The one-two punch of Hurricane Harvey and Hurricane Irma over the past two weeks has been a reminder that hurricanes are life-threatening events — Hurricane Harvey was responsible for at least 70 deaths and so far Hurricane Irma caused 24 deaths before making landfall in the U.S.; the two storms also inflicted serious, non-life-threatening injuries on countless others. But while hurricanes are dangerous for all, they’re particularly deadly for the elderly, the chronically ill, and the disabled — groups that are often neglected by the very people tasked with keeping them safe in the storm.
When an image of Texas nursing home residents trapped in elbow-deep water as they awaited rescue after Hurricane Harvey went viral, people were outraged. But what those people may not understand is that during hurricanes, for seniors and the disabled, situations like that are the rule, not the exception. After Hurricane Katrina, the AARP found that 73 percent of deaths in New Orleans were among people 60 and older (despite the fact they only made up 15 percent of the city’s population) and the National Council on Disability reported that while “[i]t is difficult to determine precisely what percentage of hurricane-related deaths were people with disabilities…it is clear that a disproportionate number of the fatalities were people with disabilities.”
It is too early to know the full toll that Hurricanes Harvey and Irma took on elderly, disabled, and chronically ill people; however, even though The Federal Emergency Management Agency (FEMA) established the Office of Disability Integration and Coordination in 2010 to make sure state disaster planning is inclusive of disabled people, anecdotal evidence shows that the needs of the disabled are not being prioritized during these recent hurricane evacuations.
For instance, during a news conference announcing mandatory evacuation for part of Manatee County, Florida, the American Sign Language interpreter who was supposed to convey the evacuation to the County’s Deaf and hard of hearing residents signed with 95 percent inaccuracy, according to Clemson University professor and ASL interpreter Jason Hurdich. Not only is having an unqualified sign language interpreter a violation of the Americans with Disabilities Act — Manatee County’s failure to secure a qualified ASL interpreter is a mistake that might have cost Deaf and hard of hearing residents their lives.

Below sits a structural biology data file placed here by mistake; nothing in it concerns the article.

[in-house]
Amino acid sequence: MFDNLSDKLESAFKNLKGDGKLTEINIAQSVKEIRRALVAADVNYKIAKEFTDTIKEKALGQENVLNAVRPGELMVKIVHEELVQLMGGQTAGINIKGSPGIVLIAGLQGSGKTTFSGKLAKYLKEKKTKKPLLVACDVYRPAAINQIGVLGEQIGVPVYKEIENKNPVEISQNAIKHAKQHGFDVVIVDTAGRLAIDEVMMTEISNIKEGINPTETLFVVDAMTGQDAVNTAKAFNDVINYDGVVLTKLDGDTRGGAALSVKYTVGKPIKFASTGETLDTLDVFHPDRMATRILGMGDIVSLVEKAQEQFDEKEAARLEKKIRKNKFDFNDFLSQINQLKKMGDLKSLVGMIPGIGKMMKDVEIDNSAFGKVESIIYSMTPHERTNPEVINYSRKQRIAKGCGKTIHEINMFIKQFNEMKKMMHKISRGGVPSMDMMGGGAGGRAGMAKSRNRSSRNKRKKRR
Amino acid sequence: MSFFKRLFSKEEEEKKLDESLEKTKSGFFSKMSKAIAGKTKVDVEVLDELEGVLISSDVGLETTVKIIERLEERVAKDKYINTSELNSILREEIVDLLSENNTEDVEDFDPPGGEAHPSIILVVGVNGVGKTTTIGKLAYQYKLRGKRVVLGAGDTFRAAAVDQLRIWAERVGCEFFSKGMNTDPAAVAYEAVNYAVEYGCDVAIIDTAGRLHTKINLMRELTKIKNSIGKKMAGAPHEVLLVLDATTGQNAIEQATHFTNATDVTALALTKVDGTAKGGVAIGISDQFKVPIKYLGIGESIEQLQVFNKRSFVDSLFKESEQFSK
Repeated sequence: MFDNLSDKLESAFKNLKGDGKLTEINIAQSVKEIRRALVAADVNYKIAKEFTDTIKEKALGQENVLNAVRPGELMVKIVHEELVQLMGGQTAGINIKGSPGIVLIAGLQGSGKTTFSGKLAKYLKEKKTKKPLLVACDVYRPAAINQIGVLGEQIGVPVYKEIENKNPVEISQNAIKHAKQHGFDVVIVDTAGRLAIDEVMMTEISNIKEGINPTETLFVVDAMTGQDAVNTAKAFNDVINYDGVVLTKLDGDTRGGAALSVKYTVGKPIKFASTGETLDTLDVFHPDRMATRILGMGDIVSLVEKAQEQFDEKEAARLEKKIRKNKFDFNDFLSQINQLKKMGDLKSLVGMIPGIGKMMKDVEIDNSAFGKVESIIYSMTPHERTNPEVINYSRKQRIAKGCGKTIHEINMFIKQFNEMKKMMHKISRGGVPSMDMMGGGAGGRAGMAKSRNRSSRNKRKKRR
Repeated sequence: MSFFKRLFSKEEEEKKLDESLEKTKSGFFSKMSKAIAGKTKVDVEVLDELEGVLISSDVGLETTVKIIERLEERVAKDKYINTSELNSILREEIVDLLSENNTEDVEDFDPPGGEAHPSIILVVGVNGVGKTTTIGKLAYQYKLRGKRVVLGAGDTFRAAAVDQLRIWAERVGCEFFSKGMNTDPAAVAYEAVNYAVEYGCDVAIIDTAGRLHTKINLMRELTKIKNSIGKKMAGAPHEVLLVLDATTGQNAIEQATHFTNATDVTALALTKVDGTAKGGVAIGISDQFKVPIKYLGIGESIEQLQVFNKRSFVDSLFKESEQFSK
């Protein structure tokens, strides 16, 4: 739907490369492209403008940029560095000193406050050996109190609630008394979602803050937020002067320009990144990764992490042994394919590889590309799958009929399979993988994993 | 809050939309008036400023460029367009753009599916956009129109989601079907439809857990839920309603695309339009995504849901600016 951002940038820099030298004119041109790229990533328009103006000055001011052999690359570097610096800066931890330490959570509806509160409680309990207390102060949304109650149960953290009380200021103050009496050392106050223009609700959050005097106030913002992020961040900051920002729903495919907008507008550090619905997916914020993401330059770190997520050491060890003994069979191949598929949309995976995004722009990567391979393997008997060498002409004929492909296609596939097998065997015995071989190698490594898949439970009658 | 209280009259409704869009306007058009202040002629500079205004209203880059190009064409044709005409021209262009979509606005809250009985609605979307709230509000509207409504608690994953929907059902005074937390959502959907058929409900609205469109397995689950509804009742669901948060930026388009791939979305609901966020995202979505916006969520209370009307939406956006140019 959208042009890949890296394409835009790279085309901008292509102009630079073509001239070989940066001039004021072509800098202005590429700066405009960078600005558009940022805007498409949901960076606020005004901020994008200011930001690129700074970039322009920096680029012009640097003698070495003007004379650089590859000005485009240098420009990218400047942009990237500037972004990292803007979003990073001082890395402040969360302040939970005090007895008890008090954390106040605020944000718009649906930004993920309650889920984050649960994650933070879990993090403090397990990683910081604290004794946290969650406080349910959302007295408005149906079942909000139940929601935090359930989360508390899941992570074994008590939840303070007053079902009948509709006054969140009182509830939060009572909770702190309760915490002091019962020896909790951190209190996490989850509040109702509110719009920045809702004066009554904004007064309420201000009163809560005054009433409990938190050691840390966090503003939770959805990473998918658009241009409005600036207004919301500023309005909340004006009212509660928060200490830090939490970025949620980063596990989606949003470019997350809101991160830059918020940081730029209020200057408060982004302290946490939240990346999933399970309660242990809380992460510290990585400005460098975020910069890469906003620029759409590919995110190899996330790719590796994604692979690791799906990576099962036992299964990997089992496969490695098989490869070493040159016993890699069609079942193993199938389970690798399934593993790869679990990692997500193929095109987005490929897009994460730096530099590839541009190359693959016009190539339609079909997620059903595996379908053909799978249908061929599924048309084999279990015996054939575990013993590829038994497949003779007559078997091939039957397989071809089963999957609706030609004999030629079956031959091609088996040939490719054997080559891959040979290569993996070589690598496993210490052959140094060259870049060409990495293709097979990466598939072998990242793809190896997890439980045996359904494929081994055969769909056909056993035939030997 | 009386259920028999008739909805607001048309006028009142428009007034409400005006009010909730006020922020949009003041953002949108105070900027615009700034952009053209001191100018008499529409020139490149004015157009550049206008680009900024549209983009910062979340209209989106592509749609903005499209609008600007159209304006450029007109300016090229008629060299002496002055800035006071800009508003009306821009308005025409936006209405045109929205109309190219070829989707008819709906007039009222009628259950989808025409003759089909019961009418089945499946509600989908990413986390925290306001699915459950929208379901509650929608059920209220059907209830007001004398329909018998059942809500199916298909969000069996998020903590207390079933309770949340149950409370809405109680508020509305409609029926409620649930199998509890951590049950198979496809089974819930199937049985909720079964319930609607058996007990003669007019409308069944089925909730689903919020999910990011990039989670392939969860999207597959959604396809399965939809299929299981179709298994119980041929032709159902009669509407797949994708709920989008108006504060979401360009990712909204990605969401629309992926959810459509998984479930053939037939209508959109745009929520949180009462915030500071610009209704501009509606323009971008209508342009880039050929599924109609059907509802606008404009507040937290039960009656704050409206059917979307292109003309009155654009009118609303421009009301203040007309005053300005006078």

Erin, a woman living on the northeast coast of Florida, ran into problems when she and her family tried to evacuate. Her mother-in-law has end stage lung disease and requires oxygen to breath, but, Erin tells Bustle, “We were told by her home care company that they couldn’t give emergency tanks,” because they didn’t have enough for all of their patients. Emergency tanks last for days, Erin notes — far longer than the few smalls tanks her family was able to take in their car as they evacuated.
Erin also worries about having access to the electricity needed to power her mother-in- law’s oxygen concentrator, both on the road and when the family returns home. “I’m nervous about when we’ll be able to return,” she tells Bustle, “because apparently the flooding is really bad and it might be days before power is restored. I don’t know if we can find a generator.”
The Americans with Disabilities Act doesn’t yet have any specifications regarding natural disasters, though Nancy Lee Jones’ Congressional Research Service report states that that are nondiscrimination provisions in the Act that “are applicable to emergency preparedness and responses to disasters.” But in execution, this often isn’t true — when evacuation vehicles don’t have wheelchair lifts, or shelters don’t have enough electrical outlets for everyone’s medical equipment, disabled, elderly, and ill people are put into life-threatening situations after they manage to make it out of their homes.
“Our needs and concerns aren’t something we can discard just because our options are limited…And I know that no one can understand that until it’s their life 24-7.”
Erin, who is chronically ill herself, says what upsets her is “just the knowledge that our reality is so much different than [that of able-bodied people]. Our needs and concerns aren’t something we can discard just because our options are limited. We have to take into consideration everything we do. And I know that no one can understand that until it’s their life 24-7.”
But it doesn’t have to be this way. Stanford Law School Assistant Professor Rabia Belt said,, in an interview with the Stanford law School blog, that “the key” to making sure disabled people are able to safely navigate emergencies “is to anticipate problems by including disability concerns in emergency plans when they are created, partnering with people with disabilities and disability advocacy groups, and pushing emergency management organizations such as the Red Cross to provide clear direction on what they are doing for the disability community.”
That’s why it is so crucial for communities to plan in advance and properly train people for when disasters strike. No one should be told there aren’t enough oxygen tanks for them, or anything similar, in an emergency — and if we begin working for change now, we can fight to keep it from happening again. Asking disabled people what their unique and diverse needs entail and opening that dialogue won’t necessarily improve current circumstances for the thousands presently devastated by hurricanes, but it could help ensure a better outcome for disabled people in the future.